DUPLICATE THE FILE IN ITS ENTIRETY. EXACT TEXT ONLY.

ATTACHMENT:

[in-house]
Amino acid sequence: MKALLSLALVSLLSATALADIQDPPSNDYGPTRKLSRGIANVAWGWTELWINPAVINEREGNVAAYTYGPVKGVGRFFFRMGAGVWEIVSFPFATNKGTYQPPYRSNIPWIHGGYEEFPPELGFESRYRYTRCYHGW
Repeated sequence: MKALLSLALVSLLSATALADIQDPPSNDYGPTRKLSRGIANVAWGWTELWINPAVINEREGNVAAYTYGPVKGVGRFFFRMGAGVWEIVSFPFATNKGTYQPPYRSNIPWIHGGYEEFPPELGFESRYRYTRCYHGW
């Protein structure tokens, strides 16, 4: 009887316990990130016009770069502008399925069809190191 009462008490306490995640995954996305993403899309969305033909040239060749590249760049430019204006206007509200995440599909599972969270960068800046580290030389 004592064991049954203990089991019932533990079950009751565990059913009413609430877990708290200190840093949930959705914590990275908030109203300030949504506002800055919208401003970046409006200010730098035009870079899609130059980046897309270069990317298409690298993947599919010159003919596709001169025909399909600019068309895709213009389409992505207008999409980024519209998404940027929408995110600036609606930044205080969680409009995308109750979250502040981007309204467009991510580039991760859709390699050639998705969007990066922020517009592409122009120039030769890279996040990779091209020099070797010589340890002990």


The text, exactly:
[in-house]
Amino acid sequence: MKALLSLALVSLLSATALADIQDPPSNDYGPTRKLSRGIANVAWGWTELWINPAVINEREGNVAAYTYGPVKGVGRFFFRMGAGVWEIVSFPFATNKGTYQPPYRSNIPWIHGGYEEFPPELGFESRYRYTRCYHGW
Repeated sequence: MKALLSLALVSLLSATALADIQDPPSNDYGPTRKLSRGIANVAWGWTELWINPAVINEREGNVAAYTYGPVKGVGRFFFRMGAGVWEIVSFPFATNKGTYQPPYRSNIPWIHGGYEEFPPELGFESRYRYTRCYHGW
């Protein structure tokens, strides 16, 4: 009887316990990130016009770069502008399925069809190191 009462008490306490995640995954996305993403899309969305033909040239060749590249760049430019204006206007509200995440599909599972969270960068800046580290030389 004592064991049954203990089991019932533990079950009751565990059913009413609430877990708290200190840093949930959705914590990275908030109203300030949504506002800055919208401003970046409006200010730098035009870079899609130059980046897309270069990317298409690298993947599919010159003919596709001169025909399909600019068309895709213009389409992505207008999409980024519209998404940027929408995110600036609606930044205080969680409009995308109750979250502040981007309204467009991510580039991760859709390699050639998705969007990066922020517009592409122009120039030769890279996040990779091209020099070797010589340890002990």